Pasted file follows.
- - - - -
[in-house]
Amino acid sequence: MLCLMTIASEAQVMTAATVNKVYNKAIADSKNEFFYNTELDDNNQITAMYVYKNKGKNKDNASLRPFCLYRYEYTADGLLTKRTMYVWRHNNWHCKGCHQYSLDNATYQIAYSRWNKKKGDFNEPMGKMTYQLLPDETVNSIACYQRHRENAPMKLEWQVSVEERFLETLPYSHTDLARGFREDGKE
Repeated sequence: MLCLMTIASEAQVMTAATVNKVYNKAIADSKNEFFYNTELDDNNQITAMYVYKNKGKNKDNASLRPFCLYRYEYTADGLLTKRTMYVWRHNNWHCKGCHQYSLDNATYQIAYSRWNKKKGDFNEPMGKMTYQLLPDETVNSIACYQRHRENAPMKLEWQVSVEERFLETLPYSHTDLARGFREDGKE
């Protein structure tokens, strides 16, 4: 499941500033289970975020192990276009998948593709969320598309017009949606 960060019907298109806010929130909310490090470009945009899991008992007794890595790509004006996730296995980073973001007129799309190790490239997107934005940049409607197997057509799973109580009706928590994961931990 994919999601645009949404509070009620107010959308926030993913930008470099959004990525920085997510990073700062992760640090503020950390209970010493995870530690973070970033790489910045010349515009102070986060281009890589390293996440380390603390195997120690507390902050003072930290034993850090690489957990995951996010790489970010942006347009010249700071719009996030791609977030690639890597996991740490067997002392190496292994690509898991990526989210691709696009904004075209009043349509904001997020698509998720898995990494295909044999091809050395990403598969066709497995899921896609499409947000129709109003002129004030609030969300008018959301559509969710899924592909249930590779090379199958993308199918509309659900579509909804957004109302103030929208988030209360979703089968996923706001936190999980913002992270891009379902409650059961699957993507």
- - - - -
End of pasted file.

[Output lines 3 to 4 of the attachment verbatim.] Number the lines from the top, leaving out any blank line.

Repeated sequence: MLCLMTIASEAQVMTAATVNKVYNKAIADSKNEFFYNTELDDNNQITAMYVYKNKGKNKDNASLRPFCLYRYEYTADGLLTKRTMYVWRHNNWHCKGCHQYSLDNATYQIAYSRWNKKKGDFNEPMGKMTYQLLPDETVNSIACYQRHRENAPMKLEWQVSVEERFLETLPYSHTDLARGFREDGKE
């Protein structure tokens, strides 16, 4: 499941500033289970975020192990276009998948593709969320598309017009949606 960060019907298109806010929130909310490090470009945009899991008992007794890595790509004006996730296995980073973001007129799309190790490239997107934005940049409607197997057509799973109580009706928590994961931990 994919999601645009949404509070009620107010959308926030993913930008470099959004990525920085997510990073700062992760640090503020950390209970010493995870530690973070970033790489910045010349515009102070986060281009890589390293996440380390603390195997120690507390902050003072930290034993850090690489957990995951996010790489970010942006347009010249700071719009996030791609977030690639890597996991740490067997002392190496292994690509898991990526989210691709696009904004075209009043349509904001997020698509998720898995990494295909044999091809050395990403598969066709497995899921896609499409947000129709109003002129004030609030969300008018959301559509969710899924592909249930590779090379199958993308199918509309659900579509909804957004109302103030929208988030209360979703089968996923706001936190999980913002992270891009379902409650059961699957993507």